This section is from the book "An Experimental History Of The Materia Medica", by William Lewis.
Juncus Odoratus five aromaticus C. B. Schsenantbus) squinanthum, saenum camelorum, & palea de mecha quibujdam, Andropogon Schaenan-thus Linn. Sweet rush or Camel's hay: a dried herb, of the grass kind, brought from Turkey and Arabia, in bundles about a foot long; confiding of smooth stalks, in shape and colour somewhat resembling barley draws, full of a fungous pith like those of rushes; and leaves like those of wheat surrounding the stalk with several coats: towards the tops of the stalks are sometimes found short woolly spikes of imperfect red flowers, set in double rows.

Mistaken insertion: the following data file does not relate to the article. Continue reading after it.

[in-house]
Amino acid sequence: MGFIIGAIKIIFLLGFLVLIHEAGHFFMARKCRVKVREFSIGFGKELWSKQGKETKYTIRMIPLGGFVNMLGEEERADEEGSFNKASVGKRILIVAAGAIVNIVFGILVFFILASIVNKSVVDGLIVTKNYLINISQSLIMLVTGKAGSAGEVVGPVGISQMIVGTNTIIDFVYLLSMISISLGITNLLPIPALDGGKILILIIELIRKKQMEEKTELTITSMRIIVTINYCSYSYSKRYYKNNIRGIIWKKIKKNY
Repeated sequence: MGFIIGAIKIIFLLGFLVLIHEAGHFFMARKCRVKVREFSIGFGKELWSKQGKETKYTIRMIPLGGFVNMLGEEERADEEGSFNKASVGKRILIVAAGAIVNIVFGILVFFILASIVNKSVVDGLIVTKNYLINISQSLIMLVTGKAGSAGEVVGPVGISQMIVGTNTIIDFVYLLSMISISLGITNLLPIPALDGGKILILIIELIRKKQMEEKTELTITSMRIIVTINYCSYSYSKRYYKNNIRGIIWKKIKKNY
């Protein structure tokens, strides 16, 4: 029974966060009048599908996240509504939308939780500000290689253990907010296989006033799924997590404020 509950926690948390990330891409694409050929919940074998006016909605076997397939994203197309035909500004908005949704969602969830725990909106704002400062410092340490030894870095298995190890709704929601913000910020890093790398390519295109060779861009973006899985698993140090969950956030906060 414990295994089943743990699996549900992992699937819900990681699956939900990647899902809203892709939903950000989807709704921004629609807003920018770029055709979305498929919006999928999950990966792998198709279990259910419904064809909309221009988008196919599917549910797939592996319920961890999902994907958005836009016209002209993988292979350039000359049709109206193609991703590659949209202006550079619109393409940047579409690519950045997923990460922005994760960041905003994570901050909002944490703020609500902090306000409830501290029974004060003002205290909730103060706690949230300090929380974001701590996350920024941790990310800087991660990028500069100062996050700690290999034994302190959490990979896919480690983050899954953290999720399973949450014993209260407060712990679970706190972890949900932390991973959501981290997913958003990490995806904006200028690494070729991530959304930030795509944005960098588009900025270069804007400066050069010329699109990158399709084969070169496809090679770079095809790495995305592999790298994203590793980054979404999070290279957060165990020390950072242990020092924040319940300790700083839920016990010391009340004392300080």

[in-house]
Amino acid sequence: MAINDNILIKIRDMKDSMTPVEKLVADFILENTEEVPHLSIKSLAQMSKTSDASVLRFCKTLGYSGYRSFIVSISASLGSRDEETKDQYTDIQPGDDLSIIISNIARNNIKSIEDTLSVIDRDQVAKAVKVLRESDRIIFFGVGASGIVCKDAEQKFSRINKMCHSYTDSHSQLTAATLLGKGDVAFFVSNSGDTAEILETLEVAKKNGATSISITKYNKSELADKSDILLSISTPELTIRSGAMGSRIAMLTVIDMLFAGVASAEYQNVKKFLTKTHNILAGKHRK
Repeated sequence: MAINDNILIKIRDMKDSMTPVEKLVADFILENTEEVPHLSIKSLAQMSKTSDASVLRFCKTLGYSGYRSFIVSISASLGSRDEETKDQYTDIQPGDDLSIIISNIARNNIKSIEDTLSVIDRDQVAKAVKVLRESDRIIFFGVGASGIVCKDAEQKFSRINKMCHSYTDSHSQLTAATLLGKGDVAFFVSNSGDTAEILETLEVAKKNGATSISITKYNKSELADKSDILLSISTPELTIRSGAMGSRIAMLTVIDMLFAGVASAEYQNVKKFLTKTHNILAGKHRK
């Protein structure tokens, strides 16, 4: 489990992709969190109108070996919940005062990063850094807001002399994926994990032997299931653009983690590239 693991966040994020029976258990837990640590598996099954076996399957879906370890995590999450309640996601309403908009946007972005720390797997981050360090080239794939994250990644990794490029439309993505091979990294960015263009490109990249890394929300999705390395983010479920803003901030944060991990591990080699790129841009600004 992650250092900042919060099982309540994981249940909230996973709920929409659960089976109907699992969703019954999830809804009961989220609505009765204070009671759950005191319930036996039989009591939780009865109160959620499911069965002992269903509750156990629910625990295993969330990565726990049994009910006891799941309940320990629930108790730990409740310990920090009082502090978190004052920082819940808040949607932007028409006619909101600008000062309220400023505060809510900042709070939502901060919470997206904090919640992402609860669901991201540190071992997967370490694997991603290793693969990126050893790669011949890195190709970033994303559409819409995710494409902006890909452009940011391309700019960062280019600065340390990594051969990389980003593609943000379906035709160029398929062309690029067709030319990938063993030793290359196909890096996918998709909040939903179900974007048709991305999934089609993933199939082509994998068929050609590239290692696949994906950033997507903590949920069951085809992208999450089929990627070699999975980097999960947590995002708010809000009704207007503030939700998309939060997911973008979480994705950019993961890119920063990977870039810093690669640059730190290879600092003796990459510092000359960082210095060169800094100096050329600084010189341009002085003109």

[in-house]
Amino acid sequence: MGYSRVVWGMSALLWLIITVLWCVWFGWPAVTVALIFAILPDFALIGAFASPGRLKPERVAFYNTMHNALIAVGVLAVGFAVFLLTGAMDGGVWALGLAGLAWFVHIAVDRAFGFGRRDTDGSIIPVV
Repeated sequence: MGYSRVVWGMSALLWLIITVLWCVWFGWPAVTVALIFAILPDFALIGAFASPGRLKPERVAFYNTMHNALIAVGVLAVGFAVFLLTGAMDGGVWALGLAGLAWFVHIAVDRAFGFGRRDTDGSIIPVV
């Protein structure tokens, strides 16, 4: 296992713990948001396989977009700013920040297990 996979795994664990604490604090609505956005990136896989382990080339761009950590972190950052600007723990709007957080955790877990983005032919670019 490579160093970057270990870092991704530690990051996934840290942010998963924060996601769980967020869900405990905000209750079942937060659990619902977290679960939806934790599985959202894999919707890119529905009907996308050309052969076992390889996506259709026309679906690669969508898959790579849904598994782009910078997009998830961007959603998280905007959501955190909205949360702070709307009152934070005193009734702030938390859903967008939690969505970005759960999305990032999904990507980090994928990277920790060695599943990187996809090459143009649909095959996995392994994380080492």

The sweet rush, when in perfection, has an agreeable smell, and a warm, bitterish, not unpleafant taste. Diftilled with water, it yields a small quantity of a yellowish, fragrant, and very pungent essential oil: the remaining decoction, thus divested of the aromatic matter of the plant, proves unpleasantly roughish, bitter-ish, and somewhat acrid. A tincture made in rectified spirit, in colour greenish yellow, yields, on being infpiffated, a tolerably grateful, bit-terifh, aromatic extract. This plant, formerly employed as a warm stomachic and deobstruent, appears from the above experiments to be of no inconsiderable activity; but in this country, more common aromatic vegetables have now superseded its use. It has been kept in the shops only as an ingredient in the mithridate and theriaca; and the two colleges, having at last expunged those compositions, have dropt the juncus odoratus.